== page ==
Fable is a 3rd person RPG which was released for the original Xbox back in the distant past of 2004 after a few years of over-promising hype from the mega-mouthed Peter Molyneux. Molyneux promised “the best game ever” with a rich detailed world that would change and react to the actions of your character. Naturally he didn’t quite get there, but Fable was still a fun game introducing us to the fantasy world of Albion inhabited by characters and quests with a uniquely English sense of style and humor.
Ten years later Fable Anniversary has been released for PC promising “fully re-mastered HD visuals and audio,” so I decided to check it out and see if it lived up to my nostalgic memories of the original.
The first disappointment came at the start with a game menu which seems bizarrely unaware that PCs come equipped with mice. Even selecting mouse and keyboard as the main control scheme doesn’t let you use a mouse in the menu! The game plays better with a gamepad anyway, but just to add insult to injury the control scheme constantly reverts back to mouse and keyboard every time I load the game.
The next disappointment is the graphics which feel a little less than full re-mastered HD to me. They’re an improvement on the original Xbox but the textures are a little soft and fuzzy and some of the cutscenes don’t seem to have received any HD treatment at all. The graphics in general are highly reminiscent of the human areas of World of Warcraft with their low poly cartoony feel. They do the job but they’re not quite what I’d be expecting in 2014.
The first two sections of the game consist of an overlong and elaborate tutorial. I started as a small child doing minor quests in a village in order to get enough coins to buy my sister a birthday present. This was all very sweet and lovely and I was having a nice time running around, exploring the village, fighting off bullies and so on until bandits attacked. They set fire to the village, slaughtered nearly everyone including my father in front of me and dragged my sister and mother away to a fate possibly worse than death. This game has certainly taken a traumatic turn!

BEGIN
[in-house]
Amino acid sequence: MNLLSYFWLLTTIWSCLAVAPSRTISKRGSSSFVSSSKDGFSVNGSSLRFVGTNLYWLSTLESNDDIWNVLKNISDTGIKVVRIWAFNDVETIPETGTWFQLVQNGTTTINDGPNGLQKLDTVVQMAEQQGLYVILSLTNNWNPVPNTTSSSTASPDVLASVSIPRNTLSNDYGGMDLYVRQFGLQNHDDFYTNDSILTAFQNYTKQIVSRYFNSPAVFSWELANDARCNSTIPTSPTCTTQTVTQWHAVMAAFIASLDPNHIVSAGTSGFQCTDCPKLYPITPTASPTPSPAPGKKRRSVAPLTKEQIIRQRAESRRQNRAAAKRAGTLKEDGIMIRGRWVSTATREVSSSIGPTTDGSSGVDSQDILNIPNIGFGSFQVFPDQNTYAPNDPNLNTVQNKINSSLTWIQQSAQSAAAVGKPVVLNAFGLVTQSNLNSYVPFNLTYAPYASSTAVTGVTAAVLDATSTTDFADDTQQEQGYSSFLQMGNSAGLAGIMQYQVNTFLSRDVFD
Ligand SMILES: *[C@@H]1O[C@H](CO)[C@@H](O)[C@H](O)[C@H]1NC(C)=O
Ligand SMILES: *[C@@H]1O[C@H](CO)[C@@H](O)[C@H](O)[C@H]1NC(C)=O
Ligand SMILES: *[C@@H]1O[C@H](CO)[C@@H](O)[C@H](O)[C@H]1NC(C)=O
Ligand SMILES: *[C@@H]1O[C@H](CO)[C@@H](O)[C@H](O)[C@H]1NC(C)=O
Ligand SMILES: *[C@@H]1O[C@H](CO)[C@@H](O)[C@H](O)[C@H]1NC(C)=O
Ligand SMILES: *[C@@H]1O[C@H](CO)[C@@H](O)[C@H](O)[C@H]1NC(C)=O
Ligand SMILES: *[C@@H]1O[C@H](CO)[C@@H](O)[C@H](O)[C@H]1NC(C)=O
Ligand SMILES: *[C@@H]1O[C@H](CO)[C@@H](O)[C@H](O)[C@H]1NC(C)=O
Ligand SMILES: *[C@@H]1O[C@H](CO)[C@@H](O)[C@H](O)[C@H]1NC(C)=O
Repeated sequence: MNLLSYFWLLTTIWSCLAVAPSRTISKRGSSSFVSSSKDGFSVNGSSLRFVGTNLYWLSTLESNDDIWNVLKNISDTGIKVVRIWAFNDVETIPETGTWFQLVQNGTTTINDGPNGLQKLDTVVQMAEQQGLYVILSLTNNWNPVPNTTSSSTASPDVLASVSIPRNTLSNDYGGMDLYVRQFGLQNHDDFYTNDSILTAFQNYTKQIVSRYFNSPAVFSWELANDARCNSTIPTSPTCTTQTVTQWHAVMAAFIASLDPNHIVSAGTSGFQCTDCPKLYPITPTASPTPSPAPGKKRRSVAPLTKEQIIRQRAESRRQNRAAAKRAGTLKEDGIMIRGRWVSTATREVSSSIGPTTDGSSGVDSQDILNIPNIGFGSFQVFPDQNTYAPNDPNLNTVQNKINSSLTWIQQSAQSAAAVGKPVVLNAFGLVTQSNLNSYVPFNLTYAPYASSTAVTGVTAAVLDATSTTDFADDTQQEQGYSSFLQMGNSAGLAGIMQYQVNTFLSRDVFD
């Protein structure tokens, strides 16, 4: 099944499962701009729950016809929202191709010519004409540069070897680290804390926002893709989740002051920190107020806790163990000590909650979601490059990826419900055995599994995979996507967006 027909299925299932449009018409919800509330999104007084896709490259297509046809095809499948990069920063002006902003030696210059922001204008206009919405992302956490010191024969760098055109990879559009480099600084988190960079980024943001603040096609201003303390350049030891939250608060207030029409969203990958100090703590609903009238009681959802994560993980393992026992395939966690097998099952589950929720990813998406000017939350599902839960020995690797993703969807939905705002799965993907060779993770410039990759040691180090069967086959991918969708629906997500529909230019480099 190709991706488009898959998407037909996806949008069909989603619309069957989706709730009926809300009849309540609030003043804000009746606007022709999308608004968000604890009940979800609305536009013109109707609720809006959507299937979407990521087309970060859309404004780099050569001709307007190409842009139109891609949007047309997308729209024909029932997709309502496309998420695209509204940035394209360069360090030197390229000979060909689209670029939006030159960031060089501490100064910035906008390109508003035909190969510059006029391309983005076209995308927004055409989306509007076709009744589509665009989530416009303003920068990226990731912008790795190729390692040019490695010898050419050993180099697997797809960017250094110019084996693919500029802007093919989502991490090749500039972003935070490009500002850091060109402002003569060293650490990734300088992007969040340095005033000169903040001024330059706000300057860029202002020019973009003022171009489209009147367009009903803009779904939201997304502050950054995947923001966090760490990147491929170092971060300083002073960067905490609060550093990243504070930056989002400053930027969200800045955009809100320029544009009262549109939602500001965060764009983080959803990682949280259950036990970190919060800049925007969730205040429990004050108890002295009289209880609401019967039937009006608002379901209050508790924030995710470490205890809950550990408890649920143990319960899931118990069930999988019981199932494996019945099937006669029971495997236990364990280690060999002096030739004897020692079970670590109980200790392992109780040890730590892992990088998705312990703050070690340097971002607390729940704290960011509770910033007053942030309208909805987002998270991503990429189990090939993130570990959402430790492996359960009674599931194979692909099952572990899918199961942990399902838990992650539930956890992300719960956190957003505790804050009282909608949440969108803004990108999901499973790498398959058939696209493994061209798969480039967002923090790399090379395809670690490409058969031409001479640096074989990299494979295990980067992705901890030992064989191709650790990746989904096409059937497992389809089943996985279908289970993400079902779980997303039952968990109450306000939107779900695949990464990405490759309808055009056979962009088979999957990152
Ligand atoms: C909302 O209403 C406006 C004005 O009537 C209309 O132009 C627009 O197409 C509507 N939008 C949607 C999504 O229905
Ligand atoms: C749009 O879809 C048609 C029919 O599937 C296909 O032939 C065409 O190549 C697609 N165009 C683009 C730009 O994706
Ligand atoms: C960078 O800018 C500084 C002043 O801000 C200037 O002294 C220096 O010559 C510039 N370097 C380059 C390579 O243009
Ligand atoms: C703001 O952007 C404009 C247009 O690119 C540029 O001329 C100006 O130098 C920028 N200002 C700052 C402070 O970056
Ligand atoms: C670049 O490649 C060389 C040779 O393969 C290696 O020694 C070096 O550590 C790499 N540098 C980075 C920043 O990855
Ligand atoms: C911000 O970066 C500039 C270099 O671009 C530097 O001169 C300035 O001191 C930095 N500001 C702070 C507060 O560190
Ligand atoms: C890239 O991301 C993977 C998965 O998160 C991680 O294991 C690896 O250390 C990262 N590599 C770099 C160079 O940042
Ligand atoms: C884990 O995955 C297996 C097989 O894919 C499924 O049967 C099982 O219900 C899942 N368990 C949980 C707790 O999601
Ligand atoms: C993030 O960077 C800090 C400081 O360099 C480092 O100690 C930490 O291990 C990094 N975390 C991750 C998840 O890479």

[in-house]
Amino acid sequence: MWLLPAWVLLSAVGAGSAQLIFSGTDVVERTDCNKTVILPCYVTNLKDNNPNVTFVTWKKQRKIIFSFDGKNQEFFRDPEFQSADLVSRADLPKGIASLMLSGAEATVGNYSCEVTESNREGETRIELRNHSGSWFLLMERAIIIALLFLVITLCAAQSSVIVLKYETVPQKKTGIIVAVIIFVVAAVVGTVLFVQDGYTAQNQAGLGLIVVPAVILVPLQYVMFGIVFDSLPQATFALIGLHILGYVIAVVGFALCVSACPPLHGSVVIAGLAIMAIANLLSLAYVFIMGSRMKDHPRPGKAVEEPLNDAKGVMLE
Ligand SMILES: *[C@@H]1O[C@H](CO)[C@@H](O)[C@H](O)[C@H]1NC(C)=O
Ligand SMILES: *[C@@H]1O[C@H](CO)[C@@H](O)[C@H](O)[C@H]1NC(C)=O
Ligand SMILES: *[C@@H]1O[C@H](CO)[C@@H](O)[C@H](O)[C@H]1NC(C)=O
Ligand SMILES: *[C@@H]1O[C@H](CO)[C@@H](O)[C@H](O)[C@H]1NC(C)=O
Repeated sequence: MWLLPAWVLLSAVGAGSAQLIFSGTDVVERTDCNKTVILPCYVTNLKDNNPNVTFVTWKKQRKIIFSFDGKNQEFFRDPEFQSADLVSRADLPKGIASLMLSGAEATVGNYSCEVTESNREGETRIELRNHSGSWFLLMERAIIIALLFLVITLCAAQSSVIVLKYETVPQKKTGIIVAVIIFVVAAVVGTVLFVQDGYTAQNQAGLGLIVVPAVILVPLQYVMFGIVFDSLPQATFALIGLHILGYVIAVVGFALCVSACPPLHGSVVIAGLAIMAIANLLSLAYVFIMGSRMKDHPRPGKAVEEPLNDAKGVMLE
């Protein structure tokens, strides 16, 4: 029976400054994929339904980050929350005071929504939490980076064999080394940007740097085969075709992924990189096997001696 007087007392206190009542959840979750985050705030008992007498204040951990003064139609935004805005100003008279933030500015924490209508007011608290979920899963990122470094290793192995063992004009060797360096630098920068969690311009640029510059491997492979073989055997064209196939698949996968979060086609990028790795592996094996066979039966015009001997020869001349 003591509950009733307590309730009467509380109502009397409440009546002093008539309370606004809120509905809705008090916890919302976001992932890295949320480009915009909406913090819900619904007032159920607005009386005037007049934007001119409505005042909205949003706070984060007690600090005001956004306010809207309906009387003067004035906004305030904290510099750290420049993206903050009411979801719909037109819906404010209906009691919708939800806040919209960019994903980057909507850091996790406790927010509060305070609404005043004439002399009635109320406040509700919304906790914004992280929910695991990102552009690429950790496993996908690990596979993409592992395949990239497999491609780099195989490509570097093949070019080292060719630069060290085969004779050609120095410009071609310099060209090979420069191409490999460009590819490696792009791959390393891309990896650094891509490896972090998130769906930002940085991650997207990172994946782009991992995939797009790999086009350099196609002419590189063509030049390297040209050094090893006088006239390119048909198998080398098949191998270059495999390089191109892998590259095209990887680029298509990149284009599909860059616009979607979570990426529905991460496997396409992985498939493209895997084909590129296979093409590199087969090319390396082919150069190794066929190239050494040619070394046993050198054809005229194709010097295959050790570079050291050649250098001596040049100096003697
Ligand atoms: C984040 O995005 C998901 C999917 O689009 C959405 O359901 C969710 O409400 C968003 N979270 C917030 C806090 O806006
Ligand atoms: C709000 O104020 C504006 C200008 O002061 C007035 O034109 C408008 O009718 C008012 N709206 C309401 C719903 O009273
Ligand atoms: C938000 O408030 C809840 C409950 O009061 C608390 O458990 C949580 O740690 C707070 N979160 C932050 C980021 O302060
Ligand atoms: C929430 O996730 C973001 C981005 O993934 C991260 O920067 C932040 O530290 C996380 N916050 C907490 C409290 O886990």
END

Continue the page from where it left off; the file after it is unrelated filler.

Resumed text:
I was rescued by a mysterious figure who turned out to be the leader of the Guild of Heroes. He took me to the guild hall where I would be trained until I could seek vengeance. Two time jumps and a small amount of running around later I was trained in questing, melee, ranged and magic combat and was ready to venture out into the world where I could take on quests for both good and evil tasks.
One of the main aspects of the game is the way your character changes to reflect your actions. Becoming more muscular if you increase strength and do lots of melee combat, for instance, or starting to look darker and more evil if you do bad deeds. The people of Albion react to you based on your looks, your renown and your previous deeds. If you perform lots of heroic quests they cheer and applaud as you pass them by. If you decide to be a bad guy you may be booed and hissed at. Or you may, as I did, hear variations on the vile phrase “chicken chaser” everywhere you go. “He looks like a chicken chaser!” “Oi, chicken chaser!” “Do you chase chickens then, chicken chaser?”
I kicked one chicken. Once. When I was a small child back in my home village. A village that was burned to the ground and everyone was slaughtered. So how the hell does the entire world know about it? Who told them? Why? It was years ago, why do they care so much? If one more person calls me chicken chaser I swear I shall dedicate my life to bringing destruction to this land! I shall rain down fire and lightning and death across Albion till none remain alive to even think of calling me a chicken chaser!
Erm, sorry. To conclude: if you can resist the temptation to bring doom to everyone you may enjoy this game. It’s quirky at best and extremely odd at times but you can have a fun few hours stomping around Albion performing various fantasy trope quests while seeking your ultimate vengeance. Just don’t chase any chickens!